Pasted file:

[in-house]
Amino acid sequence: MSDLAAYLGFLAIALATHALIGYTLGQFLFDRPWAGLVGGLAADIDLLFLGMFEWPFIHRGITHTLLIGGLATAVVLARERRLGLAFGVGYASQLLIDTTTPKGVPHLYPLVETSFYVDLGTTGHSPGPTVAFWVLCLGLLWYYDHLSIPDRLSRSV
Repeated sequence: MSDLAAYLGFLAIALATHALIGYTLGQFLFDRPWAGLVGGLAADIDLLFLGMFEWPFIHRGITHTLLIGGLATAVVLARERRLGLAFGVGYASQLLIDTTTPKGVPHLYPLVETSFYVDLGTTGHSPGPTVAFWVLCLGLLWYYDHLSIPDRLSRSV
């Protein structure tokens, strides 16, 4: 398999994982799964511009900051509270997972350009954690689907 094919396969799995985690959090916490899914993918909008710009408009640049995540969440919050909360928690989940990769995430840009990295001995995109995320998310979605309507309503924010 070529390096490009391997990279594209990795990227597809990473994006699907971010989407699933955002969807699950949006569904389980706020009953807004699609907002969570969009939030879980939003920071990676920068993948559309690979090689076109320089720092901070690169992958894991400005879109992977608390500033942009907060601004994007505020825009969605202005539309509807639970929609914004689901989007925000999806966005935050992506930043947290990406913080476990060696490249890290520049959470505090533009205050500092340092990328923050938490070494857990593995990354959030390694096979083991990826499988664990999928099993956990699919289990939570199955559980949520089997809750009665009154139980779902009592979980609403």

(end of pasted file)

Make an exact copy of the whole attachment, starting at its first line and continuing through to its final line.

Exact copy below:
[in-house]
Amino acid sequence: MSDLAAYLGFLAIALATHALIGYTLGQFLFDRPWAGLVGGLAADIDLLFLGMFEWPFIHRGITHTLLIGGLATAVVLARERRLGLAFGVGYASQLLIDTTTPKGVPHLYPLVETSFYVDLGTTGHSPGPTVAFWVLCLGLLWYYDHLSIPDRLSRSV
Repeated sequence: MSDLAAYLGFLAIALATHALIGYTLGQFLFDRPWAGLVGGLAADIDLLFLGMFEWPFIHRGITHTLLIGGLATAVVLARERRLGLAFGVGYASQLLIDTTTPKGVPHLYPLVETSFYVDLGTTGHSPGPTVAFWVLCLGLLWYYDHLSIPDRLSRSV
């Protein structure tokens, strides 16, 4: 398999994982799964511009900051509270997972350009954690689907 094919396969799995985690959090916490899914993918909008710009408009640049995540969440919050909360928690989940990769995430840009990295001995995109995320998310979605309507309503924010 070529390096490009391997990279594209990795990227597809990473994006699907971010989407699933955002969807699950949006569904389980706020009953807004699609907002969570969009939030879980939003920071990676920068993948559309690979090689076109320089720092901070690169992958894991400005879109992977608390500033942009907060601004994007505020825009969605202005539309509807639970929609914004689901989007925000999806966005935050992506930043947290990406913080476990060696490249890290520049959470505090533009205050500092340092990328923050938490070494857990593995990354959030390694096979083991990826499988664990999928099993956990699919289990939570199955559980949520089997809750009665009154139980779902009592979980609403």